California Red-Legged Frog

In July 2014 California got a state amphibian: the California red-legged frog. Here's what Mark Twain's "Celebrated Jumping frog of Calaveras County" is all about.

by Brendan Bane

The California red-legged frog, Rana draytonii, is the state’s official amphibian as of July 7, 2014. With this designation comes first-rate protection and recognition; students who learn of California’s grizzly bears and saber-toothed cats will now also learn the name and natural history of our red-thighed, web-toed, largest native true frog (family Ranidae). But the red-legged frog did not earn its honors without sacrifice; the amphibian was nearly eaten into extinction and is still outcompeted by invasive species.

Find the red-legged frog near streams and creeks in woodlands, grasslands, wetlands, and scrublands. Their smooth olive, brown, red or gray skin is speckled with black splotches. Those signature red legs are rosy underneath, and as the frog ages, that redness spreads out toward the belly. Their range extends along the coast from Northern to Baja California, reaching slightly inland to curve around the central valley. They once thrived further inland toward the foothills of the Sierra Nevada mountains (Daniel Webster, the athletic amphibian in Mark Twain’s story “The Celebrated Jumping Frog of Calaveras County,” is a red-legged frog). Then people became the frog’s first plague; gold miners of the 19th century devoured them at an estimated rate of almost 80,000 frogs daily!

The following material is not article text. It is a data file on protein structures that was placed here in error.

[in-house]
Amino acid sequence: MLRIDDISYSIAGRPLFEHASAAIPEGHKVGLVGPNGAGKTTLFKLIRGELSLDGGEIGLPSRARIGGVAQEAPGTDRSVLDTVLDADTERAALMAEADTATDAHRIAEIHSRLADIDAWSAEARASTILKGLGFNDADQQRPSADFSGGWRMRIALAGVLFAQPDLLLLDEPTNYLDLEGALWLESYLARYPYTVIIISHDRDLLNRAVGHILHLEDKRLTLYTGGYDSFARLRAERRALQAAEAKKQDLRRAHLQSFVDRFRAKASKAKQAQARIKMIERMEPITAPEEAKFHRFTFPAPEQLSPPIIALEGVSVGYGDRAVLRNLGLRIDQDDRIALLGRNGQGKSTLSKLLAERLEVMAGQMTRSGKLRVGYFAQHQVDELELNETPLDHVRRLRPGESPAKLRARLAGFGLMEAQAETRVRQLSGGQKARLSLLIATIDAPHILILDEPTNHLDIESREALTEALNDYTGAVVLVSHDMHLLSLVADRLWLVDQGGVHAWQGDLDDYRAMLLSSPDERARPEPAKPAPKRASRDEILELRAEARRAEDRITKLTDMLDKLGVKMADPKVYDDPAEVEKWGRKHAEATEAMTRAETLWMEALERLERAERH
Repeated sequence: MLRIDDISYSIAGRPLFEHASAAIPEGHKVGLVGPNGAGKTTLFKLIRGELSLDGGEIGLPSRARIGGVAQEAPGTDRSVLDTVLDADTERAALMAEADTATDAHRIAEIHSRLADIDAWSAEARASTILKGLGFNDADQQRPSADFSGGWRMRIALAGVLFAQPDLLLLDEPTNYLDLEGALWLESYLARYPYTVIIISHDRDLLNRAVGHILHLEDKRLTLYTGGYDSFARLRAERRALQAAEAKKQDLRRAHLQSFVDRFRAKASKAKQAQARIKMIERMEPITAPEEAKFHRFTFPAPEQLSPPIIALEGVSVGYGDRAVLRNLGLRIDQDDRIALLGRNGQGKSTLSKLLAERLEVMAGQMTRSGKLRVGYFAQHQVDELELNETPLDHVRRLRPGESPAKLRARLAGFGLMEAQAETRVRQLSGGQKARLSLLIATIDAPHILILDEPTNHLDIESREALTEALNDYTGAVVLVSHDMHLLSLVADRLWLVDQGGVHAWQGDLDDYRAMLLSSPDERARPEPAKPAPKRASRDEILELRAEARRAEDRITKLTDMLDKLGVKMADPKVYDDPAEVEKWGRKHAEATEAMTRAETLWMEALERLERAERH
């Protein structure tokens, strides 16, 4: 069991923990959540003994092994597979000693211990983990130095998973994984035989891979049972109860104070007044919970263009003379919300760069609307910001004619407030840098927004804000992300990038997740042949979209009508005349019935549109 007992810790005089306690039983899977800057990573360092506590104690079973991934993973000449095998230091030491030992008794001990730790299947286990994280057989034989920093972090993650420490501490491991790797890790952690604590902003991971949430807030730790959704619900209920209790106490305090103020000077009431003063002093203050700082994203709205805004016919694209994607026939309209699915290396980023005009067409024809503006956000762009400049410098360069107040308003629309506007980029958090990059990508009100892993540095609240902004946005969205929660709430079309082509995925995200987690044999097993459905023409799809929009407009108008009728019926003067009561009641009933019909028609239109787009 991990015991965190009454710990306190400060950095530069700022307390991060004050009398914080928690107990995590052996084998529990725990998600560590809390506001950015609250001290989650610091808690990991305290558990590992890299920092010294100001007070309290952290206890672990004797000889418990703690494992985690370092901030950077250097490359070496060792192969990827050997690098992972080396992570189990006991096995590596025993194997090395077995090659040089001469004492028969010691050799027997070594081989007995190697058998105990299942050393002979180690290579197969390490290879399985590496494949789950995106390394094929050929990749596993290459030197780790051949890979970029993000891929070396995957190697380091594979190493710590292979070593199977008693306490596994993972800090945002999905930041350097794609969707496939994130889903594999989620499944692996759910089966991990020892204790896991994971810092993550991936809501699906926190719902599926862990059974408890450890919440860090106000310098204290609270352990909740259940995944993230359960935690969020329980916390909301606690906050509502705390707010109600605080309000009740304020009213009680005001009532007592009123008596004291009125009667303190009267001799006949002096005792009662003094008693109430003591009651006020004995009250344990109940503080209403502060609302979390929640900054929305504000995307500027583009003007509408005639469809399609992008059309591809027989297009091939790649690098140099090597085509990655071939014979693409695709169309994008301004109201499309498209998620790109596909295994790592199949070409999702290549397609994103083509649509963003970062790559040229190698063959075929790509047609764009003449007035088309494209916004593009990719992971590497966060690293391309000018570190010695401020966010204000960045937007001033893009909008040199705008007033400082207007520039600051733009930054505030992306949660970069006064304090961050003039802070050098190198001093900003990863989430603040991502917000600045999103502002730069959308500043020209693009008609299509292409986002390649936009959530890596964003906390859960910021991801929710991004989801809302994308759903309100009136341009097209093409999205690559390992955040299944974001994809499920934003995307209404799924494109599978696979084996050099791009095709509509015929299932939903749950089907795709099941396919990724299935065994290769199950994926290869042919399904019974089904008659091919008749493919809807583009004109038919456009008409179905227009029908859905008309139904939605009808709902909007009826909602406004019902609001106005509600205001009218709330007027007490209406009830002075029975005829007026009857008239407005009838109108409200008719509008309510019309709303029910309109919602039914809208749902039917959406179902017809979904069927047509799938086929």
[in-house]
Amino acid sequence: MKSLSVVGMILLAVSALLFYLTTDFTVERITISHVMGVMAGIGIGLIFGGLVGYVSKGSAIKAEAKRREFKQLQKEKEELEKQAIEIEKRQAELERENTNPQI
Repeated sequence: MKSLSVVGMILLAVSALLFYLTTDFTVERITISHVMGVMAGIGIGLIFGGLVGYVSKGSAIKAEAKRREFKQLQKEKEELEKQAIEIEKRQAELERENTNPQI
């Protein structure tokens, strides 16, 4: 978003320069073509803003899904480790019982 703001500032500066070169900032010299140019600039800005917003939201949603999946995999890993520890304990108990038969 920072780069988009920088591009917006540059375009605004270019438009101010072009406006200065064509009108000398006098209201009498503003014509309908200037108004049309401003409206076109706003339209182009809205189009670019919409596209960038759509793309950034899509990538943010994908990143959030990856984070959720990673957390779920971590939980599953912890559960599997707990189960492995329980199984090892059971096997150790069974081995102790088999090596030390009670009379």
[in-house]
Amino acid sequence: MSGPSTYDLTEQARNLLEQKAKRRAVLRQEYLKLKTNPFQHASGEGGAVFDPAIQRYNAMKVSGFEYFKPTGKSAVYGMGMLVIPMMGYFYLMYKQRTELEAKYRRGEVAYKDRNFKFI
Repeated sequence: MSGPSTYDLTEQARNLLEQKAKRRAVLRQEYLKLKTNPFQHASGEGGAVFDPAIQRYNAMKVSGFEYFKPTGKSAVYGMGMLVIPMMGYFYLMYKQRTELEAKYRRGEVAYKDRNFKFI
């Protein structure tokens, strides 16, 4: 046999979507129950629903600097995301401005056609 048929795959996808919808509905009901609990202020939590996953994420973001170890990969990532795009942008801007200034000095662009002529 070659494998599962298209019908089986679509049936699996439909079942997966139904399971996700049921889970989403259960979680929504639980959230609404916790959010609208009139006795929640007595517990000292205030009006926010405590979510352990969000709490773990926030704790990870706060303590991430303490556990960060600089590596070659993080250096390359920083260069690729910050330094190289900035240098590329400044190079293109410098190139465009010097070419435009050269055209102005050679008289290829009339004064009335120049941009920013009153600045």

Today, the California red-legged frog is ranked as America’s fourth most threatened frog. Pesticide pollution, habitat destruction and invasive species are its greatest threats. The introduced bullfrog poses a particularly sexy impediment: male red-legged frogs apparently find female bullfrogs more attractive than those of their own species, and thus squander their efforts on mates that never bear red-legged fruit. Elkhorn Slough National Estuarine Reserve researcher Nina D’Amore says of the misguided suitors, “I’ve seen them hanging on to limp, dead juvenile bullfrogs. I’ve seen them hang on for 10 days, and they’re wasting their time.”

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Amphibian enthusiasts should note the distinction between the California red-legged frog and its cousin, the northern red-legged frog. Scientists once assumed the two were subspecies until closer inspection revealed the difference: Northern red-legged frogs have one or no vocal sac while our state amphibian sports two, which it uses to emit its distinctive mating call (uh-uh-uh-uh…grrrr). Listen here.

Watch a California red-legged frog's lightning-fast feeding technique in this short video by Gary Nafis.